A few weeks ago I came across Caryn Rivadeneira’s article Preach On, Victoria’s Secret Model, An unexpected realization about privilege. The article referenced model Cameron Russell’s TED Talks, in which she speaks candidly about her privilege as a beautiful white woman. I felt she was honest and insightful.
However, I can’t say the same for Ms. Rivadeneira’s article. She tries to develop a message for the Christian community based on Cameron’s speech: we should acknowledge our privilege and thank God for it because it is a blessing. Therefore, I am not surprised that Ms. Rivadeneira believes that her privilege as a tall, blonde, affluent white woman is from God.
But Ms. Rivadeneira glosses over some of the major points from Cameron’s speech about white female privilege.The reason is that socially constructed privilege i.e. white female privilege may be a lot harder for the Christian community to digest. Below are some more of my thoughts about Ms. Rivadeneira’s article and privilege:
1. Being a tall, blonde, white woman is not a privilege from God. The white female privilege that the author possesses is based on a social construction of beauty that lives off the vestiges of a legacy fraught with white supremacy and prejudice. It’s a man-made privilege. White female privilege extends beyond the sphere of beauty. If Ms. Rivadeneira and anyone else is confused about what is white female privilege, Andrea Plaid from Racialicious does a good job of providing examples in this post.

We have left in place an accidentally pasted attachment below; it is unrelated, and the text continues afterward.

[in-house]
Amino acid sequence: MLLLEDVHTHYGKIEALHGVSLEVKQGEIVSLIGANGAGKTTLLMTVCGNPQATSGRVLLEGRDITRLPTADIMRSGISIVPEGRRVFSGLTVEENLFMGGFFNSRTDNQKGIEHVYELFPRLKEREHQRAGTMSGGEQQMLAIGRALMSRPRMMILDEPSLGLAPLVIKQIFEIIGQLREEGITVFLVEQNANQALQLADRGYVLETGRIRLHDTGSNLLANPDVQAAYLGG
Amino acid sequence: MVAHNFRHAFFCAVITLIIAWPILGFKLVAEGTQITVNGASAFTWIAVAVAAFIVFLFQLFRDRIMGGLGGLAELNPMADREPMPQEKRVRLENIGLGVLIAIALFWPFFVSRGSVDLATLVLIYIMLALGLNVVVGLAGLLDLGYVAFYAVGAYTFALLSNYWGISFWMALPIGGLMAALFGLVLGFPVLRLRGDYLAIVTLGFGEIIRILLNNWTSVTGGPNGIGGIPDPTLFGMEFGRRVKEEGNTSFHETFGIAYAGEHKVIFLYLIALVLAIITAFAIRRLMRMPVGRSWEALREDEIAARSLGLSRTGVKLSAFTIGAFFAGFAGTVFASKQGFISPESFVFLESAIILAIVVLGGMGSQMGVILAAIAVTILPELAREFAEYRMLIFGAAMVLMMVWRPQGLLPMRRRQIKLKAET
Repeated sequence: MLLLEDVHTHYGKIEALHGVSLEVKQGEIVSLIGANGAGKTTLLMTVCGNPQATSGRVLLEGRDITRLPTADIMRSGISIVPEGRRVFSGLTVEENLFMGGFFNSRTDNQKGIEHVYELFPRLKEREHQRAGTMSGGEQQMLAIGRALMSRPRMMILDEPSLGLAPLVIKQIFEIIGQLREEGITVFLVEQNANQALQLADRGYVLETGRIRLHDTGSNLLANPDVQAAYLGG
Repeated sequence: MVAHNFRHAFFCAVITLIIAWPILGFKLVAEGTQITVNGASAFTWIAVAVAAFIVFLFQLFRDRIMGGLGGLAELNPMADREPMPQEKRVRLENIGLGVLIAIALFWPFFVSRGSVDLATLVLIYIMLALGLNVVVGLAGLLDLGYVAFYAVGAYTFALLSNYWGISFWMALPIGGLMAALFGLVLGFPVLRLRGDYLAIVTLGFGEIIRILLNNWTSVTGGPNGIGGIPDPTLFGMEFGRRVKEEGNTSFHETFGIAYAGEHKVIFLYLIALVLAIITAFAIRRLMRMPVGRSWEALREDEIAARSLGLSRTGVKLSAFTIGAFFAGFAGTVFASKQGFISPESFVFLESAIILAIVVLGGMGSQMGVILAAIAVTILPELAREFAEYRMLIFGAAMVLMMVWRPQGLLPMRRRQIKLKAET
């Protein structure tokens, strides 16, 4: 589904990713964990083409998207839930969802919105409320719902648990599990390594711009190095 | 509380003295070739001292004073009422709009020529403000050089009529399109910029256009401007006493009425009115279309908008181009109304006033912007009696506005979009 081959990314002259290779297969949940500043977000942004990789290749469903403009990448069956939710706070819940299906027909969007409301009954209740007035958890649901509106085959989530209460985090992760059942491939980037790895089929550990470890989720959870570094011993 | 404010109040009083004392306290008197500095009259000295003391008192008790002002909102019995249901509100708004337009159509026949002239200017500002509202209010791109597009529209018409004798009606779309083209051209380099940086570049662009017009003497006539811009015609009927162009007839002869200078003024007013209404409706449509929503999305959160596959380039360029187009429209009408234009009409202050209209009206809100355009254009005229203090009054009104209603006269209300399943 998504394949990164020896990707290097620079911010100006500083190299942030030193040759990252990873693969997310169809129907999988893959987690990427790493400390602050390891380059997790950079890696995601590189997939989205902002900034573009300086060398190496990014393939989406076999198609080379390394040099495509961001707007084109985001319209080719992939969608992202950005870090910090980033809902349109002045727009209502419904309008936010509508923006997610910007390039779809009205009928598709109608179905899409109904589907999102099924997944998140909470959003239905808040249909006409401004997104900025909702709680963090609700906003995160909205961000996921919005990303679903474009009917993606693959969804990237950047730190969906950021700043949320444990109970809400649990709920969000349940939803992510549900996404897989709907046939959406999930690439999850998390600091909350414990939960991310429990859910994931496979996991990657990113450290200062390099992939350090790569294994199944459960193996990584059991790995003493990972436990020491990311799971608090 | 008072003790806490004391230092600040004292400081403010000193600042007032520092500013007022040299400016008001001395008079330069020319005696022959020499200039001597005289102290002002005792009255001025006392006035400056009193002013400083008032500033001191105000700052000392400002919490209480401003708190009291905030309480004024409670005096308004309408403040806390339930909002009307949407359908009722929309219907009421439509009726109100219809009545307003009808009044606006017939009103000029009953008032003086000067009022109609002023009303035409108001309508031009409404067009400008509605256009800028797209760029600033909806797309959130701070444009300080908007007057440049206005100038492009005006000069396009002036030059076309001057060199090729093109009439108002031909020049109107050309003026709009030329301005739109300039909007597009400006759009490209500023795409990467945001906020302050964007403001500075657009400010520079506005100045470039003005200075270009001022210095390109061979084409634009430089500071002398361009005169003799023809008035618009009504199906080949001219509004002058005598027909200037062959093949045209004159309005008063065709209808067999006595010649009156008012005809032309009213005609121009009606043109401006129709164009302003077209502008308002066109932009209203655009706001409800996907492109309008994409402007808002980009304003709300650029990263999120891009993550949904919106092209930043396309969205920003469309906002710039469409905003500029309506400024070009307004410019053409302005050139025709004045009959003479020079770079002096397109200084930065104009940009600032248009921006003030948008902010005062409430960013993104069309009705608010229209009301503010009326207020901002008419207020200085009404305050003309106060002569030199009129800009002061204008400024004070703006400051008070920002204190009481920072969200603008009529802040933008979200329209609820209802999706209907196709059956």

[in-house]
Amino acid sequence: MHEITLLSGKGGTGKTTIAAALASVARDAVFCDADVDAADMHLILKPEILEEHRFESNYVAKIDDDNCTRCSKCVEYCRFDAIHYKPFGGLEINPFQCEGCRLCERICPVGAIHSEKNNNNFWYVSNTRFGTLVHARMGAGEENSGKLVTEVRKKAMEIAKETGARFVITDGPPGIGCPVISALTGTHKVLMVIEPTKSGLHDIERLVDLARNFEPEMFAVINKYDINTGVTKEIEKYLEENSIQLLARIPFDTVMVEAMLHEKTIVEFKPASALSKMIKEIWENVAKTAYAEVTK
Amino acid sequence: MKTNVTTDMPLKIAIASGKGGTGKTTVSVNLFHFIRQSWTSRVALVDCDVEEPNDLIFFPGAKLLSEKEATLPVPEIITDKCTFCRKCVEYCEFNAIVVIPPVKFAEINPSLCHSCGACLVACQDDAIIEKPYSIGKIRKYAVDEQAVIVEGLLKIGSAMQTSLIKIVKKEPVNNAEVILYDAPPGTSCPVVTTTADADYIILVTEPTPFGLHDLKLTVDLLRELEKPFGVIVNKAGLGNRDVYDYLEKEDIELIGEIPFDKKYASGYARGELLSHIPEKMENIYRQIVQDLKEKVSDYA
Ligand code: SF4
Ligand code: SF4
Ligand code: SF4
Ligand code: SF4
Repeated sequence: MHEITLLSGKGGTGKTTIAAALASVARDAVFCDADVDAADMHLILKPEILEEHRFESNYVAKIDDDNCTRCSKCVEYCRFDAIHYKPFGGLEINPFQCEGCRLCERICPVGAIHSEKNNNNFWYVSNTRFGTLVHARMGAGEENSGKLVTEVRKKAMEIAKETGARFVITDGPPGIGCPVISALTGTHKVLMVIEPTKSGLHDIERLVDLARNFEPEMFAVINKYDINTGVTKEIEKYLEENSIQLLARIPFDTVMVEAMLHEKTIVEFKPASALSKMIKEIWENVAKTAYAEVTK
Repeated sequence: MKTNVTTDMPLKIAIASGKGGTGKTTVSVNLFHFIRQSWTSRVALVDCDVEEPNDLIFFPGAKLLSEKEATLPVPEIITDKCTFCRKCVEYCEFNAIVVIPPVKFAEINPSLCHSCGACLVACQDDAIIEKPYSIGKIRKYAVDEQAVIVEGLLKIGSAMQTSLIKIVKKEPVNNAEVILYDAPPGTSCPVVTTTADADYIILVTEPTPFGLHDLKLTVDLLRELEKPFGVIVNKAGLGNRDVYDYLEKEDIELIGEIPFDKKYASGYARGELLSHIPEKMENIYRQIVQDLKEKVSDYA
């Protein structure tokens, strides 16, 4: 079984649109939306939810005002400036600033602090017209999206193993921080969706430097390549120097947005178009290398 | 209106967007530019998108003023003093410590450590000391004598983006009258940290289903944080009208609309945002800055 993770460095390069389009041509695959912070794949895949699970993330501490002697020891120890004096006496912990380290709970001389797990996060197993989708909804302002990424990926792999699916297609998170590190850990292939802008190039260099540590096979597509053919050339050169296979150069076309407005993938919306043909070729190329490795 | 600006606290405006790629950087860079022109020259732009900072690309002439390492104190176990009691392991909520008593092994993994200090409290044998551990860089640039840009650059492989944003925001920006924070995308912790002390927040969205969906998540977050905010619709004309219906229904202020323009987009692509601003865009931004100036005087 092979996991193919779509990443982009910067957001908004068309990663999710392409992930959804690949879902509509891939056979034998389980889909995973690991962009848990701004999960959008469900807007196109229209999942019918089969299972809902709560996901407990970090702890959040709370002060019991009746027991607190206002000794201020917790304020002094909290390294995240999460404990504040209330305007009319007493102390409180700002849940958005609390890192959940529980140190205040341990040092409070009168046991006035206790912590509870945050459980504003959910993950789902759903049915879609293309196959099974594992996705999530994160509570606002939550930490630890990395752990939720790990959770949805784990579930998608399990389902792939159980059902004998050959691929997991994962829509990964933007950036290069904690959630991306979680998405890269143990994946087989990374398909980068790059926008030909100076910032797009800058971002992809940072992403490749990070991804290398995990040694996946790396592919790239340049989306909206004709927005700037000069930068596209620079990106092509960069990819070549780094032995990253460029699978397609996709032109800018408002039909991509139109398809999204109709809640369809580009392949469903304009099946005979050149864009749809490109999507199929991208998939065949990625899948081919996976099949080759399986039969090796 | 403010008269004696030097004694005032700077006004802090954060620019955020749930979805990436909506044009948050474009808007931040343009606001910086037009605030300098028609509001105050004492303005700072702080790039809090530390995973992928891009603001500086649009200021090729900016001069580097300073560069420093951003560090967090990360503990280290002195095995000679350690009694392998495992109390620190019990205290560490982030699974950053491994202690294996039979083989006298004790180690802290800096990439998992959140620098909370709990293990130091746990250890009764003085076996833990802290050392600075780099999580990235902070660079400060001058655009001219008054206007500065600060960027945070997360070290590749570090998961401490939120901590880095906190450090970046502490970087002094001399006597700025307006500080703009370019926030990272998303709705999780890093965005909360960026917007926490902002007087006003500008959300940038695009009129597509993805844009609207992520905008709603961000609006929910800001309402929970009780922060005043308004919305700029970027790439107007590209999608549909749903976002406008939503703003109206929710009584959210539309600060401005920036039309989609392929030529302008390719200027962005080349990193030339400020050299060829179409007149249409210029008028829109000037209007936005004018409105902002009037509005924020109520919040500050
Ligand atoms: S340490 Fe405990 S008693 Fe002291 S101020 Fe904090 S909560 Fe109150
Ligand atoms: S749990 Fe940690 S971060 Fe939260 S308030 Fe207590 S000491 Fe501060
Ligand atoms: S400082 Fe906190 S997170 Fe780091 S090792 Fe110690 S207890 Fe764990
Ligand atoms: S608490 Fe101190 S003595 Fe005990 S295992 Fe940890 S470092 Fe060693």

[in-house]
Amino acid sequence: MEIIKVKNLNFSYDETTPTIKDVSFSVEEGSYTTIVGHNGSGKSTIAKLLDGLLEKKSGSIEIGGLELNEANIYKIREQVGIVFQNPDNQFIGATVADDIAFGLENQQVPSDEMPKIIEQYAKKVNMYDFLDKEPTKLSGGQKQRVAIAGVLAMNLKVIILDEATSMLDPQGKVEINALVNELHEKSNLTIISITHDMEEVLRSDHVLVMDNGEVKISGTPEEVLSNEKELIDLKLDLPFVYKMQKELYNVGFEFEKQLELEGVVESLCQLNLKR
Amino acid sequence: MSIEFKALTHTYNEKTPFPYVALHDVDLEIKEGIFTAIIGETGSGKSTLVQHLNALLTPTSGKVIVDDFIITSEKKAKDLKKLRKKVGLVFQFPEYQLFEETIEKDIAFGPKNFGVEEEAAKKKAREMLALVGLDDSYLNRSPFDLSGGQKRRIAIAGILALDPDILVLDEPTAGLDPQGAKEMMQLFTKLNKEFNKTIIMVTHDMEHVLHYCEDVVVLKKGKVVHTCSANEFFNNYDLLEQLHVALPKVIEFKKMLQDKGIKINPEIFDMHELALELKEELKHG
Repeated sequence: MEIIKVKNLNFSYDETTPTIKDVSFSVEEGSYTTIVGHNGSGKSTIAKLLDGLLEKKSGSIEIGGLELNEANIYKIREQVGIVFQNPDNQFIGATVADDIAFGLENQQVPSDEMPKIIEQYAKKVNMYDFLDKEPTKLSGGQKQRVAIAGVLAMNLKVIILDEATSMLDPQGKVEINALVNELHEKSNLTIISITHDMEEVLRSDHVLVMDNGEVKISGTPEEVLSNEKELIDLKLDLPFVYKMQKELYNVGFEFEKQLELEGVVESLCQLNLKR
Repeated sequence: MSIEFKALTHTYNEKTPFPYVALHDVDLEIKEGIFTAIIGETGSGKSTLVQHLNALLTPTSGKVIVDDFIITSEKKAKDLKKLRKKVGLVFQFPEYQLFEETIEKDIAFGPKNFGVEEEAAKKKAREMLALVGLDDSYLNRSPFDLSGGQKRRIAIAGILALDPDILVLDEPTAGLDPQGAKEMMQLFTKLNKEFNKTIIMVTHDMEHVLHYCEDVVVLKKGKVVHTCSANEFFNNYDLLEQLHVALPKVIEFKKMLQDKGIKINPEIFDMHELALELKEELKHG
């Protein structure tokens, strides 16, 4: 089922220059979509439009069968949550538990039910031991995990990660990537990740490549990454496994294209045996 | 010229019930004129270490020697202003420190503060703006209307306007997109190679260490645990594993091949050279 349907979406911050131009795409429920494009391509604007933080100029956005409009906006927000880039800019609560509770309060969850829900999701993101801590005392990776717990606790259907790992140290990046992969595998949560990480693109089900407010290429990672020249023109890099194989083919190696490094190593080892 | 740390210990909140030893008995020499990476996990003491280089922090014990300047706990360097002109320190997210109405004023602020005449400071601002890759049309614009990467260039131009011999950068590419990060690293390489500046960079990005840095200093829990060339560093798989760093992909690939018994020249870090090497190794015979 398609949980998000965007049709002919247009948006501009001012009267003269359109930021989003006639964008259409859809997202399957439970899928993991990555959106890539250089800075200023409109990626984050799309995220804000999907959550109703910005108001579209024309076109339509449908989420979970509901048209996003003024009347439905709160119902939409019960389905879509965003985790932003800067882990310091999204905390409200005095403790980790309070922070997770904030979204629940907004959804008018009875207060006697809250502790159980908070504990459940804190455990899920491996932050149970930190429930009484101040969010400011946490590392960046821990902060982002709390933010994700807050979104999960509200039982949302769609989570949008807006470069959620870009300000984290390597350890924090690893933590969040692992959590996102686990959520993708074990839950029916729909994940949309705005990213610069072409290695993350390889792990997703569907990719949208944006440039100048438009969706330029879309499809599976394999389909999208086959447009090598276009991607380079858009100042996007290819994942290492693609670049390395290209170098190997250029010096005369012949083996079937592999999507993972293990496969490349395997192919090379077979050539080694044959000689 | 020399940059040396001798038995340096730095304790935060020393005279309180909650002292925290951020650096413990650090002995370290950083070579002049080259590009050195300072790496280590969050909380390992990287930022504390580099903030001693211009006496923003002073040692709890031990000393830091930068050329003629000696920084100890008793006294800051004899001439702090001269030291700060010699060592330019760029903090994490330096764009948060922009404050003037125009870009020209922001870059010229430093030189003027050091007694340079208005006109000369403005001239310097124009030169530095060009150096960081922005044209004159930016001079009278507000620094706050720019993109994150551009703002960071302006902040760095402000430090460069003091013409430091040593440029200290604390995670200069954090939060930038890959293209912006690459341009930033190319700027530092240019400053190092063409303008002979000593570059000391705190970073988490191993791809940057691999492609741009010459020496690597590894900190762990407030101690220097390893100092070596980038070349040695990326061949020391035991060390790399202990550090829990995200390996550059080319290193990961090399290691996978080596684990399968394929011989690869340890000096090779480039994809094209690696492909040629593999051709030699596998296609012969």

2. Privilege is complex. Underpinning privilege are legacies that are not altogether just, fair or reflective of Christian values. For example, I inherit a million dollars from my grandfather. Am I privileged? Yes. Am I blessed? Not necessarily so. If my grandfather earned the million dollars through theft, murder and nepotism, am I still blessed? I don’t t believe ill-gotten gains are a blessing from God. And sometimes the privilege that you possess is a tangled mess of good, bad and ugly. How do you pick out which parts are blessings and which aren’t?
3. Someone pays a cost for our privilege. As a model, Cameron recognizes the costs associated with her white female privilege. In her speech she references a study by a Phd student who in 2007 counted the number of models and out of the 677 that appeared on the runway only 27 (4%) were non-white. Non-white models bear the costs of a beauty standard that prefers “whiteness” although they make up over 30% of the US population and the majority in terms of world population.
4.Ms. Rivadeneira had the perfect platform to challenge Christians (not only white women) to reflect on the privileges that they possess and critically understand how these privileges are built. Do these privileges impact the church community? How? And what is our responsibility? Ms. Rivadeneira believes that we should share our privilege and help others see theirs. But what about challenging the attitudes, beliefs, social, political and economic structures that create those privileges? What about addressing the injustices that privilege creates?